“Nataa, our school is celebrating September as Reading Month!” We ran to our grandfatherly neighbour one evening, as he sat chatting with a friend. We were very friendly with Naata, (‘grandfather’ in our local language), who enjoyed the company of the youth. A former social worker, he often told us interesting stories from his life, about books, authors, and libraries. We in turn, entertained him by recounting the fun we had in school.
“So, at last your school library cupboards will be thrown open to you,” Naata remarked, “to scatter bundles of books all around? The poor librarian!” His eyes twinkled.
“Oh no, Naata… we have to go in small groups and take one or two books and keep the rest undisturbed…,” my sister Amiya whined.
“But this time we can browse through all the shelves,” I said. “But Naata, please tell us, have the libraries really made anyone’s lives, anyone you know?”
“Yes, Naata, please…” my friend Saway cooed.
“Here is Bala, my friend,” said Naata as he introduced the person sitting next to him. “He will answer your question,” Naata smiled.
“Oh no!… you are the storyteller, you tell them,” said Bala getting up to leave.
“Ok, then, Bala…” Naata winked at his friend.
“A few days back, Bala and I were chatting,” Naata started. We all sat in attention.
“Bamili, a college student from the village dropped in. She studied in a distant city, where Bala had spent his youth.”
“I stay in Bajaj Nagar,” Bamili answered to Bala’s query.
“What! Bajaj Nagar?” Bala was all excited. Bamili and I were surprised.
“When are you going back? Do you know Anilji of the Bajaj Nagar youth association?” Bala eagerly shot out questions to Bamili, who looked puzzled.
“Bamili please, when you get back, find out about Anilji. Ask in the youth association office and the library near the park. I hope he’s still there,” Bala said anxiously.
“Ok, uncle, I will try to find out,” Bamili replied, though I was not so hopeful that she would succeed.
“Why was Bala uncle so anxious to find out this Anilji?” Amiya and Saway asked.
Naata looked around us. I knew a story was soon to unfold…
“Well dearies, Bala went to a college in the city. In those days, many textbooks were imported from England. Bala, like most students, couldn’t dream of buying them. Many students sat long hours in their college libraries, reading from the textbooks in the library. One could sit and read from early morning to late midnight!”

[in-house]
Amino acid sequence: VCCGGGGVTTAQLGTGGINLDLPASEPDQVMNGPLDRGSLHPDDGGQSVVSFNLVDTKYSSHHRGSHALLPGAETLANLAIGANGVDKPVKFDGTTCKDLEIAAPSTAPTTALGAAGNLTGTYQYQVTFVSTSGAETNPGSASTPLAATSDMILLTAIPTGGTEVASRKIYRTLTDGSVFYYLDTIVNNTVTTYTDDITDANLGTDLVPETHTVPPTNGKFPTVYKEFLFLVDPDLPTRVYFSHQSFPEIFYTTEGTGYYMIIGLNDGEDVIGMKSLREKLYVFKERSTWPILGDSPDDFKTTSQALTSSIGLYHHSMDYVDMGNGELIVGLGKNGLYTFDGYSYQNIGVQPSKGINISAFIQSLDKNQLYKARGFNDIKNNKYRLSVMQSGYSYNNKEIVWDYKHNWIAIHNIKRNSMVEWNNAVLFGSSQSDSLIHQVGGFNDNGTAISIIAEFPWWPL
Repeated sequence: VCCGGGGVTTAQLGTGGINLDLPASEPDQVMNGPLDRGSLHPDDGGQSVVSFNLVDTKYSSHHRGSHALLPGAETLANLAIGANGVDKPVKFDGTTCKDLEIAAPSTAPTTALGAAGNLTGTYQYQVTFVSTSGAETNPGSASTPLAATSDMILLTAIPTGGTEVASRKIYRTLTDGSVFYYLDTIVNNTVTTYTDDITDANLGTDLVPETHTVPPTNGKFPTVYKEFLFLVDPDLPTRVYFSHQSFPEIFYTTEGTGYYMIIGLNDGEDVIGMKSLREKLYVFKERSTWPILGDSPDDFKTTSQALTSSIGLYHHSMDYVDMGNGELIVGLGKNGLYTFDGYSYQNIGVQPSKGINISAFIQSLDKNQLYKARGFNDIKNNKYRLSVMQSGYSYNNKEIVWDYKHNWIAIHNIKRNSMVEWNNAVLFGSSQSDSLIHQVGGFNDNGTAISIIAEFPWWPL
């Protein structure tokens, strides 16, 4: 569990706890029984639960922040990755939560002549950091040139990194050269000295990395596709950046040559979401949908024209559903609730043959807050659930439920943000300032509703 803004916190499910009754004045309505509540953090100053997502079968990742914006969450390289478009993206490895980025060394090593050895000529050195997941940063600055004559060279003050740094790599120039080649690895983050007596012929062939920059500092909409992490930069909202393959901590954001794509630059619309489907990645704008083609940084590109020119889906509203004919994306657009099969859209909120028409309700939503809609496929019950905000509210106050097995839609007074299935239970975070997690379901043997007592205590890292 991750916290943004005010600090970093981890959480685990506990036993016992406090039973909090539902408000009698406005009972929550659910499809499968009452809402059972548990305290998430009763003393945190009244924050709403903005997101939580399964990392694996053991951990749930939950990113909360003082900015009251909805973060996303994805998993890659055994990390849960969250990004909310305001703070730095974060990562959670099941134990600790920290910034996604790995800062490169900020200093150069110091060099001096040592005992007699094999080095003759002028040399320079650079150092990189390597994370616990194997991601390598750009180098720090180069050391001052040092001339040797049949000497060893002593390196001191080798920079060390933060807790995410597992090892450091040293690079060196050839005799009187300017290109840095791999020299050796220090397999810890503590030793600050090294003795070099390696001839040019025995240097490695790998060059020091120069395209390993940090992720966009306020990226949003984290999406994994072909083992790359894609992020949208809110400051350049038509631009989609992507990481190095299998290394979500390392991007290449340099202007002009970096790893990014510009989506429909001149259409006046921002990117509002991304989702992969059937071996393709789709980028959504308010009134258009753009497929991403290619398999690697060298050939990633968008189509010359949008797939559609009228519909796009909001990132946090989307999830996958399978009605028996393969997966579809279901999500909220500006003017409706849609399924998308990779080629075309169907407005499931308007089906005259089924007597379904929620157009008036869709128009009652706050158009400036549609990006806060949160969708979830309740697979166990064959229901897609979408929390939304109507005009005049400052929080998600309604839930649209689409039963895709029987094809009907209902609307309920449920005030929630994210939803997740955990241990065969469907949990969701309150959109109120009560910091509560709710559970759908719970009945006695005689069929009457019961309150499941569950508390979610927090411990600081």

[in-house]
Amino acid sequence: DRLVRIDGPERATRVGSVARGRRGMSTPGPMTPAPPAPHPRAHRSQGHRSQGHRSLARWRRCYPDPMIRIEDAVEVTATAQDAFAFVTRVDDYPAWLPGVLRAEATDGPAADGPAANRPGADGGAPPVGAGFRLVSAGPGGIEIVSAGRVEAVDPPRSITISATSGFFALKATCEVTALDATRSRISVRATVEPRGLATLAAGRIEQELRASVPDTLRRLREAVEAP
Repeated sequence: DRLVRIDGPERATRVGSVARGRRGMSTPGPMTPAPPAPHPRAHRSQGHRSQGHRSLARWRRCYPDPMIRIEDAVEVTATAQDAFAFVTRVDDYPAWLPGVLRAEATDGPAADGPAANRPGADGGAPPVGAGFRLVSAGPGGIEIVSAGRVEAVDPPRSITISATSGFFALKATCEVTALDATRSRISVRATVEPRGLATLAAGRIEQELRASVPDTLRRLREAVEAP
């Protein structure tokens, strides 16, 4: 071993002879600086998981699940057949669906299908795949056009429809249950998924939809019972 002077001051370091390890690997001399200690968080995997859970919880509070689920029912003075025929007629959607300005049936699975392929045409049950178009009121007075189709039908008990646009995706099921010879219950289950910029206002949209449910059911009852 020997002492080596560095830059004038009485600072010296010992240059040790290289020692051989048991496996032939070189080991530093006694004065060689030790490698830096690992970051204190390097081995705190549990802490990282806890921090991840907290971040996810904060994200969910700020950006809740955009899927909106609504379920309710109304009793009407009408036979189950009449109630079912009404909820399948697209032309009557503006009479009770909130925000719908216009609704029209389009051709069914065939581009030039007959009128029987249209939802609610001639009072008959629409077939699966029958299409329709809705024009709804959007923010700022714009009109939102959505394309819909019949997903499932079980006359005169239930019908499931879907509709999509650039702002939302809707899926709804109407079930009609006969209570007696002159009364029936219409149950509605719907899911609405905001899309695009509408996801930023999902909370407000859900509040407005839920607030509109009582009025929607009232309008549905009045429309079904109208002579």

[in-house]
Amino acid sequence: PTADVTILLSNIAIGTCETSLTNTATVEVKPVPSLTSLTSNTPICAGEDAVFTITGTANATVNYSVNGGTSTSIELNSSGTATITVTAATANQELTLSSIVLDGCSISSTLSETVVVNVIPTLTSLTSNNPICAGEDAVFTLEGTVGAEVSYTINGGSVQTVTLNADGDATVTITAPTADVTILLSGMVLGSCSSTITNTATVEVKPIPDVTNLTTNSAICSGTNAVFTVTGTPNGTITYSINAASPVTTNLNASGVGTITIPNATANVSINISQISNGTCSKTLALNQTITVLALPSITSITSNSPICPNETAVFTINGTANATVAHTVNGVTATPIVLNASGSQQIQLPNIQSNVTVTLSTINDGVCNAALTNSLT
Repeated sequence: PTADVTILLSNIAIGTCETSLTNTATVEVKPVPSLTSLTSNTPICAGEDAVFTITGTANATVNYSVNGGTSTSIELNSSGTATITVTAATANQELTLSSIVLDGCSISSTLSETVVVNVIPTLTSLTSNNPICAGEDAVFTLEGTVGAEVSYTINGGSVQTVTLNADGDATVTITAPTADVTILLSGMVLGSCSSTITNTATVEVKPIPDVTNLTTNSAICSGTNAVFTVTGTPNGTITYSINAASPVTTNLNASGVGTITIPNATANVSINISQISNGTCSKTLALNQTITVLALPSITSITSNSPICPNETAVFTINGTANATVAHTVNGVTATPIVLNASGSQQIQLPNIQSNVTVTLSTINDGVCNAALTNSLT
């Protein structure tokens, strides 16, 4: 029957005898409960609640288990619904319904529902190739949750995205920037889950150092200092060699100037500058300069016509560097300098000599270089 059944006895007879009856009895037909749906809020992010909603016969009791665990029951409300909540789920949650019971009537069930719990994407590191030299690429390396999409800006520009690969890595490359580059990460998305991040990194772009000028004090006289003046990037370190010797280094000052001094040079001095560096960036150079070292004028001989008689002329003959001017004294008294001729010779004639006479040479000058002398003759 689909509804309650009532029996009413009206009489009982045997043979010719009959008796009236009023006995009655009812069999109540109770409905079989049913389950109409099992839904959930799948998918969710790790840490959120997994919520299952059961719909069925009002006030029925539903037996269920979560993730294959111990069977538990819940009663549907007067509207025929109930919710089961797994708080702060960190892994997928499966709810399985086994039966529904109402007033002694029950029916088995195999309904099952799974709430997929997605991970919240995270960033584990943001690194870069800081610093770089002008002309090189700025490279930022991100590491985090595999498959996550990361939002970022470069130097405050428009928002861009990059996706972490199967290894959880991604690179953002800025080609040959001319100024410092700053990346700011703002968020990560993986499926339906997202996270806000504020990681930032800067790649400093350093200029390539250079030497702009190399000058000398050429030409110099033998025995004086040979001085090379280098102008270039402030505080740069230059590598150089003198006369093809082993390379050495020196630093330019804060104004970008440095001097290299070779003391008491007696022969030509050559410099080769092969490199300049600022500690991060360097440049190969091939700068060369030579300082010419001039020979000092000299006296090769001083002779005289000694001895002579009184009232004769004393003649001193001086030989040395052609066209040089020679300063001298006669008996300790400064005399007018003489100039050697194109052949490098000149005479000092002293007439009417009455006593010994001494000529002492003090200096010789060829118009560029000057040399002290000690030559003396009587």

“Wow!” we exclaimed.
“What about those who couldn’t sit long in college libraries?” Amiya asked.
“Fortunately, the city had many small libraries serving their neighbourhood readers, run by local NGOs. These libraries not only provided free study space to students till late night, but also had book banks – they offered textbooks on loan for a whole year to needy students. All for just 10% of the cost of the books! The students could return the books after their exams.”
“Luckily for Bala, Bajaj Nagar youth association ran a library and a book bank. And it had a fine secretary: Anilji!”
“Anilji, a dynamic youth from a prominent local family, took a keen interest in the association activities. Bala, though shy, became a good friend of Anil’s. Anil ensured that Bala and his younger brother got all textbooks from the book bank – even some expensive books! Bala completed his five years in college without buying a single textbook!”
“Excellent!” I remarked.
“Soon Bala had to move away from Bajaj Nagar; he never went back. He deeply regretted that he could not thank Anilji before he left.”
“Oh…!” we chorused aloud.
“Did Bamili find Anilji?” Saway asked.
“For a few months, there was no news from Bamili. Unexpectedly, Bala got an invitation to visit the city. He rang Bamili. She assured him that she would try her best to get some news of Anilji.”
“Just before Bala started, Bamili’s call came. ‘Uncle, I’ve located Anilji! He’s still in Bajaj Nagar! Initially he was so puzzled as to why a girl from North East is ringing him!” she giggled. “Now he’s eagerly waiting for you.”
“Bala uncle must have been on top of the world?” Saway quipped.
“Bamili later told me ‘It was a really touching re-union’. The two friends warmly embraced as Bala poured out his joy of meeting his mentor after five decades and apologizing repeatedly for not keeping in touch.”
“And both thanked a beaming Bamili!”
“What a happy end – Cheers, Bamili!” we chorused.
“And the charms of a library mentor…” Naata smiled.
A reader activist who loves to be involved in spreading the joy of reading among Arunachali youth for over four decades, the author is the Coordinator of Lohit Youth Library Network, Arunachal Pradesh, a voluntary initiative to promote reading among reading-deprived. He is also Academic Advisor, RIWATCH, Roing and Advisor, RPETA, a charitable trust in Delhi, wholly devoted to supporting reading promotion activities in Arunachal. He can be reached at email@example.com.